Is it easy to drive in Sardinia?

Is it easy to drive in Sardinia?

Driving in Sardinia, on the whole, is hassle-free, local drivers are courteous, traffic is confined only to the significant towns and driving culture isn’t like that which you find in Naples or Rome. However, there are a few key things to take note of when driving in Sardinia to ensure safe and enjoyable driving.

Driving with confidence

Obviously, don’t drive in a way that is dangerous to yourselves or other roads users. Most drivers on the island are courteous, but they may interpret hesitations, to mean that you are not going, and they will drive around you. You should try to drive assertively, with confidence and make your intentions visible to other road users, using indicators and positioning yourself correctly.

Fold in your side-mirrors when parking

It can be frustrating to return to your car to see the side mirrors damaged or even on the ground. Sardinia and Italy, in general, has many narrow streets, especially in historic areas. So before leaving, make sure that the side mirrors are tucked in as there will be other vehicles that travel by and with the limited space its sure to be a tight squeeze.

Be aware of Restricted Traffic Zones (ZTL – Zona a Traffico Limitato)

In the cities of Alghero, Cagliari, Nuoro, Pula, and Sassari, there exists a restricted traffic zone. These zones are in place all across Italy, to create traffic-free areas in historical centers across the country, you will be aware of this if you have visited other cities on the mainland with a car. If you accidentally find your way into the zone, you will automatically be sent a ticket. The zones are monitored with cameras and tickets are issued on the spot, if the car is rented, then you will be billed by the rental company If you are unaware of this you could find yourself following vehicles into the zone that are locals with passes or emergency vehicles, leading to a fine. This is usually between 50-80 Euros, depending on the city.

If you can avoid driving into historical centers in Sardinia cities, then these zones will not be a problem for you, there are many opportunities to take a bus or taxi into the center. If you have a hotel booked in central Cagliari, ask Cagliari, ask your hotel if there are any zones in place on the way to the hotel and which hours they are in operation.

Restricted traffic zones are active in 6 historical centers across Sardinia. Click on the link below to view a map of the zone for each city.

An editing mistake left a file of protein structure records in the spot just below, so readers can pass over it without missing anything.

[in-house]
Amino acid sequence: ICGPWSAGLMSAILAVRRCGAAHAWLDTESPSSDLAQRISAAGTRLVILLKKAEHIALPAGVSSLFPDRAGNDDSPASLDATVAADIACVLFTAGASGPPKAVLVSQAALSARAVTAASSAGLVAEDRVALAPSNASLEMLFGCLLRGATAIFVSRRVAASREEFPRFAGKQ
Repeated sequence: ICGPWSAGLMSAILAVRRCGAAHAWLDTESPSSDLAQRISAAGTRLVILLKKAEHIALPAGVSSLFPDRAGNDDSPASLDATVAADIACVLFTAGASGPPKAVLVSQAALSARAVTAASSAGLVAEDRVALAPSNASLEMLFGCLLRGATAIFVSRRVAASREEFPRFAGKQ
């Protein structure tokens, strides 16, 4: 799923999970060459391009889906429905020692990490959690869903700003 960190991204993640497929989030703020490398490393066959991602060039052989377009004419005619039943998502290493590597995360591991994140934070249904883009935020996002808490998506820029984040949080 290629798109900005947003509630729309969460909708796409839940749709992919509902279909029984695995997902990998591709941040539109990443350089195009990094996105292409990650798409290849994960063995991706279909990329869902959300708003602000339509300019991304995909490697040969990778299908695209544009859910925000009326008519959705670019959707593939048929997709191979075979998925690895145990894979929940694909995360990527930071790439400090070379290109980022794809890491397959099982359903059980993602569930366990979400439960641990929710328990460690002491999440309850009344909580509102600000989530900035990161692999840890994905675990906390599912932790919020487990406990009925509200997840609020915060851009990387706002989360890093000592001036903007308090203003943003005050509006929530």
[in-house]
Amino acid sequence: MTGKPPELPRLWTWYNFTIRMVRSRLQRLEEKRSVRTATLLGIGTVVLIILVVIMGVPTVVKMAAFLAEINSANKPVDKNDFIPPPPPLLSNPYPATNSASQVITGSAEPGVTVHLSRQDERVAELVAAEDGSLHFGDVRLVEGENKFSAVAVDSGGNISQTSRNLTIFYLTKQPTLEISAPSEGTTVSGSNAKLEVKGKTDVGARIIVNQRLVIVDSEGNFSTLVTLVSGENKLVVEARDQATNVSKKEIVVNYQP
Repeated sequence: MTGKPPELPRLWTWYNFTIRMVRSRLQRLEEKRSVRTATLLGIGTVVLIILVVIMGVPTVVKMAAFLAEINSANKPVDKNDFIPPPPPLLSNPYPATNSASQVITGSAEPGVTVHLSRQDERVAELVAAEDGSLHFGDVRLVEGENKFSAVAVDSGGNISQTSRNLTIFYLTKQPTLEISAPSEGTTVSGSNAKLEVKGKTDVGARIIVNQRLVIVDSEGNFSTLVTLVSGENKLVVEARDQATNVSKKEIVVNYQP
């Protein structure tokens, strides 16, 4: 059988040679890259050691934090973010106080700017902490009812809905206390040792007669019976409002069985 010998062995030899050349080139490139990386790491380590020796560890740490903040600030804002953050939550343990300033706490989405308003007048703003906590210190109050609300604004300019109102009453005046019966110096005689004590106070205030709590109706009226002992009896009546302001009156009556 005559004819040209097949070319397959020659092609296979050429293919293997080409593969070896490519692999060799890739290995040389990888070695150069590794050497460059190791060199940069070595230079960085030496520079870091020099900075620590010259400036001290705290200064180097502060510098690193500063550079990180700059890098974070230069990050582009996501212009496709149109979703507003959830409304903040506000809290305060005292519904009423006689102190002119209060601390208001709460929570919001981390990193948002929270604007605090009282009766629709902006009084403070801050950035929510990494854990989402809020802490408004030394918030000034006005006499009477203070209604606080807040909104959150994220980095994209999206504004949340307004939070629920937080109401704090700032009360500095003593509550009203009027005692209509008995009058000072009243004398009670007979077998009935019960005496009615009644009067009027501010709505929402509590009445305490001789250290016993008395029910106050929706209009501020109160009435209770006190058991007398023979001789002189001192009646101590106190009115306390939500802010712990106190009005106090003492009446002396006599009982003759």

ZTL in Cagliari 

ZTL in Alghero

ZTL in Nuoro

ZTL in Olbia 

ZTL in Sassari

ZTL in Pula 

Road signs are not always accurate

The road signs across Sardinia are not still the most reliable. Neither are they often directing you along the most efficient or direct routes. It’s essential to take a road map with you or a Sat Nav if you ever become lost. Although becoming lost in Sardinia often leaves you with some magical surprises if you are willing to venture down the little roads that often lead to small villages and historical sites or a dead end.

Don’t get too close to the car in front

Keeping a reasonable distance between yourself and the vehicle in front is a practice you must do in any country that you drive in. But especially in Sardinia and Italy. Italian drivers like to concentrate on what’s in front rather than checking the mirrors, but this can lead to a dangerous situation when accompanied by not using indicators. You need time to react if the vehicle in front decides to turn without giving warning, keeping a distance will reduce any risk. Also, cars may slow down or in some cases even stop, give yourself space and time to maneuver safely if this ever happens.

Allow vehicles to overtake you if they are speeding

Sardinians may disregard speed limits on roads they are familiar with, they are impatient and its best just to let them pass. When being overtaken keep as far right as possible and not accelerate.

Parking in Sardinia

In the larger towns of Sardinia and at famous beaches you may have to pay for parking. Parking typically costs 0.50 euro an hour from 9 am to 1 pm, then again from 4 pm to 8 pm, parking is free on Sundays and public holidays. If there are blue lines on the road, it indicates that you must pay for parking or met the time restrictions, which will be shown on a sign. If there are no lines and no parking sign, then you can assume the parking is free. When paying you will need to use the meter indicated by a sign, but at other parking lots and especially at beaches there may be an official parking attendant in uniform, sitting under an umbrella who will issue tickets.

Some parking areas will need you to use a timing disk to display which time you arrived. Rented cars will come with one, but if you don’t have one, you can buy from a tobacconist.

Bending and steep roads

Some routes in Sardinia, are filled with curves at every stage, this can make for enjoyable driving while you pass through the beautiful countryside or down a coastal road. But it is essential to pay attention to what is in front and be ready to use your car horn if necessary. Many Sardinians like to go on afternoon walks or runs to the neighboring villages, so you need to pay attention to people walking in the opposite direction. In the mountainous regions, you will face steep roads.

Speed limits in Sardinia

sardinian speed limits

Dipped Headlights on outside of towns

In Sardinia, it is mandatory to have dropped headlights on during the day, outside built-up areas, and in poor visibility.